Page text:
Use your best judgment to decide whether the volunteer offer you received is fair. Some projects do require A LOT from their volunteers, so much so that you might start to feel exploited (I heard "slaved" before...). Things to assess when you receive a volunteer offer and you are required to contribute financially:

  • how hard is the work (how physical, how many days a week, how many hours a day?)
  • what are the conditions (are you in a tent in the middle of the jungle? Surely that doesn't cost much...)
  • how much does it cost to feed you in the country you would volunteer?
  • what experience do they require? If they require a high tertiary level, you expect that your personal investment in getting these skills are worth something (and you shouldn't on top of it have to pay too much to volunteer)
  • were they up-front with the fact you have to pay as a volunteer?

Personally I worked very hard (7 days a week), very long hours (12 a day minimum), in very remote (no internet, satellite phone only) and basic conditions (in a tent for months, eating mostly rice, no fresh food)...

But everything was paid for me! I loved it!! But if I had to pay for it, I would most likely have had a different view on it...

And everyone has different limits, too...


Volunteering is not always a piece of cake! Here a volunteer in Canada, doing field work in the company of a few mosquitoes!

Credits: Julie Dewilde

If your dream project asks for a contribution from volunteers and you can't afford it, there are also some ways to fundraise for your volunteer project. You can find fundraising tips and download a free fundraising for your volunteer experience guide on the United Planet website.

What do you check before you jump? (if you are organising your volunteer experience on your own)

If you found a volunteer project that blows you away, and with conditions that seem fair and reasonable: great work, you're getting close to the goal!!!

There are a few things you should definitely check, especially if you are going to the other side of the world, on your own, for a long time and / or in a poor country:


  • Get some information on the organisation you are volunteering for

If you cannot find anything on this particular organisation on the internet, can't find a contact or reference to it, then this can be a bad sign.


  • Get information about the people that you'll be dealing with inside that organisation

Even some great organisations can run less than perfect programs... 

Get in contact with the leader of the project and other persons that supervise the project on the ground, chat with them and get an opinion on how serious the project is.

Look these persons on the internet too!

You can get a feel for what type of leadership and support you will get during the project by how people deal with you before the project:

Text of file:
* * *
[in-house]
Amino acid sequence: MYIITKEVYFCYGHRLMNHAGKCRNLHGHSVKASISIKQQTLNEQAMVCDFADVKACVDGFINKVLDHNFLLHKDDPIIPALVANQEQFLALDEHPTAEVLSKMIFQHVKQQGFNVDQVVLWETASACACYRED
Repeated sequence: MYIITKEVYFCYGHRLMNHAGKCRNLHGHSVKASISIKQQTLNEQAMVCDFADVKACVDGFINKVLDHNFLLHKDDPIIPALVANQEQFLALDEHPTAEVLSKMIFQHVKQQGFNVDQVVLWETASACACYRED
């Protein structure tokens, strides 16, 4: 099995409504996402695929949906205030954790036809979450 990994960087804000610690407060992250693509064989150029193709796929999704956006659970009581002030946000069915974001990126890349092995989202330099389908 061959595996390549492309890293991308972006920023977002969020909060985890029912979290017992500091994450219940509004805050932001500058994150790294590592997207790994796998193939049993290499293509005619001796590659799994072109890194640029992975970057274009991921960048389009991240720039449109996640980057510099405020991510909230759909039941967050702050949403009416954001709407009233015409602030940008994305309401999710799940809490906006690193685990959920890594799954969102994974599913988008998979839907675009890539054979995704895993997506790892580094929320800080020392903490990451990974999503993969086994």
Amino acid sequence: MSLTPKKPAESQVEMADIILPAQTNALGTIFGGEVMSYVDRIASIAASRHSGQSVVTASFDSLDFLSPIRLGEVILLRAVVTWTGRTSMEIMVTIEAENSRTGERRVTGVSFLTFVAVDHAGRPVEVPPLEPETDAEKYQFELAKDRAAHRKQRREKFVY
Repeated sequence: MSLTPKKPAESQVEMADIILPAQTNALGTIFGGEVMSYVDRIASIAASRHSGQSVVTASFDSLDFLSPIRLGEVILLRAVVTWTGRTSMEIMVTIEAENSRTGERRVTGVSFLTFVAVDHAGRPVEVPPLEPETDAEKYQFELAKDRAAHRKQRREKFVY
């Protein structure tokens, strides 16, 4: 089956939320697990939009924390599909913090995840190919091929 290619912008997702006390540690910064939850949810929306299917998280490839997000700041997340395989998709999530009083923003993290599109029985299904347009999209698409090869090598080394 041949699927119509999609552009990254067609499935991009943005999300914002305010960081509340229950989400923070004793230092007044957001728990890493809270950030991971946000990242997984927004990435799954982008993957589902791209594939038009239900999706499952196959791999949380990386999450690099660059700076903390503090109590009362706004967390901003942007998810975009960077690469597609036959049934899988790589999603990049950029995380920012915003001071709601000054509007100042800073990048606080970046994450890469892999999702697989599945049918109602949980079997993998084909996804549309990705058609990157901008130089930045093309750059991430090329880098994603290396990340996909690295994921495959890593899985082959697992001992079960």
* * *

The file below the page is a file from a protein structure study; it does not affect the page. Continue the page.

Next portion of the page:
- do they reply quickly and in a friendly manner to your legitimate questions? If you are going to live in a remote place for 6 months, you will have many legitimate questions to ask!

- do they sound too busy and exasperated by your questions? Or don't reply at all?

- how much do they help you getting ready for your trip? Are you sent a volunteer guide detailing the living conditions, what is available to you on the ground, a list of what to bring, and of what especially not to forget etc?

- is all this information given to you immediately or do you have to (repeatedly) ask for it?

- how clear is the contract between you and the organisation? Is what is included clearly defined? Including what happen if you breach the contract? (Sometimes you have to pay back a flight ticket if you don't stay the entire time which can be a whole year!)

- was the volunteer interview serious? Does the leader know how much previous similar experience you had and how you will cope in the conditions of the project? (Do they care??)

If everything leading up to your trip goes smoothly and nicely, this is a great sign you will receive appropriate support all along, too.


  • Get information on the conditions on site

This should be all very clear if the organisation and the project leader are serious (see point above).


You are getting very close now!!

One more point of uttermost importance before you jump though:


  • Contact previous volunteers

Sadly even if everything looks just perfect, there is still one risk: people can lie...

But previous volunteers wont! Especially if they HATED it or LOVED it: they will tell you!

Again, serious organisations will probably give you some volunteers' names to contact without you even asking: that's because they have nothing to hide, they know they are providing a great experience.

On the other hand, if the organisation refuses to give you contacts for previous volunteers, you must ask yourself why...